In a book entitled De Virtutibus, and of which I shall presently give a brief view, Philo again speaks of a dreadful persecution, which the Jews underwent in Egypt a year or two, it is supposed, after the recal of Flaccus. "The populace of Alexandria,” says he, "perceiving that Caligula hated the Jews, and thinking it a fit opportunity to shew their long cherished animosities, fell upon us, and filled every place with violence and tumult, Regarding us, as already devoted by the emperor to extreme suffering, and as captives taken in war, they assailed us with the most savage, fury, attacking ́and plundering our houses, and

dragging away the inhabitants with their wives and children. They seized our goods and treasures, not as thieves in the night, concealing themselves, under the covert of darkness, for fear of detection, but they exhibited in the light of day, to those whom they chanced to meet, the fruits of their rapine, as if they had purchased them of the lawful owners. Many in parties combined to plunder, and afterwards, in the market place, divided the spoils in the presence of those who came to own their goods, and who received only reproach and derision. In consequence of this hard treatment, the rich on a sudden, and without any injustice on their part, became poor; and those who had been hitherto surrounded with the elegances, wanted even the necessaries of life, were forced from their homes and their families, and compelled, like vagabonds, to spend their days and nights under the open air, scorched by the meridian sun, and chilled by the midnight damps."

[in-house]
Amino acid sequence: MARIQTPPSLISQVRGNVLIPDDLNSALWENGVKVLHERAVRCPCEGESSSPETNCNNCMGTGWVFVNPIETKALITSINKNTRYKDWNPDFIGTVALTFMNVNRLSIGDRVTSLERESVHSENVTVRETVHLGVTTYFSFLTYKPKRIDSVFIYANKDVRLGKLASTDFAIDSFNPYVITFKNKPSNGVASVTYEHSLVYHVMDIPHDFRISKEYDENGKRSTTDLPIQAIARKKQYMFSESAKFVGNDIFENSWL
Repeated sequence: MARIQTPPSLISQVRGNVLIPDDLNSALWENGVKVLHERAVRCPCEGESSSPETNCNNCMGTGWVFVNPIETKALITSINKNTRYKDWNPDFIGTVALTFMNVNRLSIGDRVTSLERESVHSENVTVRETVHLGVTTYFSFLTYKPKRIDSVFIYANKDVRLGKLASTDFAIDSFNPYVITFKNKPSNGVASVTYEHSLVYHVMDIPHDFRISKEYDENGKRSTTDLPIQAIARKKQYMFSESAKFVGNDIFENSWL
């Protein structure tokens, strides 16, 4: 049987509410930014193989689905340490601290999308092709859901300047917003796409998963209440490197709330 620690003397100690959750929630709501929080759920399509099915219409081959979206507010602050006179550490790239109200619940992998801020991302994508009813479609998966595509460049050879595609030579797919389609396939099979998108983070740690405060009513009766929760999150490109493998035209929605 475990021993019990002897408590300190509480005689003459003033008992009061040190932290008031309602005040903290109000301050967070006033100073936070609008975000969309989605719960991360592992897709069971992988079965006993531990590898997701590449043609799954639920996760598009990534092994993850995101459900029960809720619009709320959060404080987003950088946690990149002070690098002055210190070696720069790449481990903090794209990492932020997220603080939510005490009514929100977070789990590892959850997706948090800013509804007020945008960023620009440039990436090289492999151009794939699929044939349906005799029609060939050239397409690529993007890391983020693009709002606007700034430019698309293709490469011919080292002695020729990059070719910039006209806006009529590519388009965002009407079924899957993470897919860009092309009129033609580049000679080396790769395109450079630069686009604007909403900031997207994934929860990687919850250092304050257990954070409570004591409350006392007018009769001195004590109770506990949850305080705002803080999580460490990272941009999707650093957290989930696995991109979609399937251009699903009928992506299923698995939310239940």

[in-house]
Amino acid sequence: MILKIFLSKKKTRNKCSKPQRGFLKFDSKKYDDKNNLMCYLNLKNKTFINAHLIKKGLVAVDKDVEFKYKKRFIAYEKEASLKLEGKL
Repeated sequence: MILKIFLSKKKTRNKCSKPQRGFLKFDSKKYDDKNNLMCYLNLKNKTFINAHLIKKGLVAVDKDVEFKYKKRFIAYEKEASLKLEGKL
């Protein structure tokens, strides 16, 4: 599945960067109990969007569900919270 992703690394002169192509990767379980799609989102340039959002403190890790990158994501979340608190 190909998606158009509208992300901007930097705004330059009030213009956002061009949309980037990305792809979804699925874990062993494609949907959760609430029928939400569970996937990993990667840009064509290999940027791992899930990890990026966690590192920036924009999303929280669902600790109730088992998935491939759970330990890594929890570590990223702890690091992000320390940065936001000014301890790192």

But these hardships were still more tolerable than the following-" Thousands of men, with their wives and children, were driven like flocks from the city at large, and forced into one small corner as into a fold. These, in heaps, their ene mies expected to waste in a few days by famine; the suddenness of the insurrection against them having prevented them from providing necessa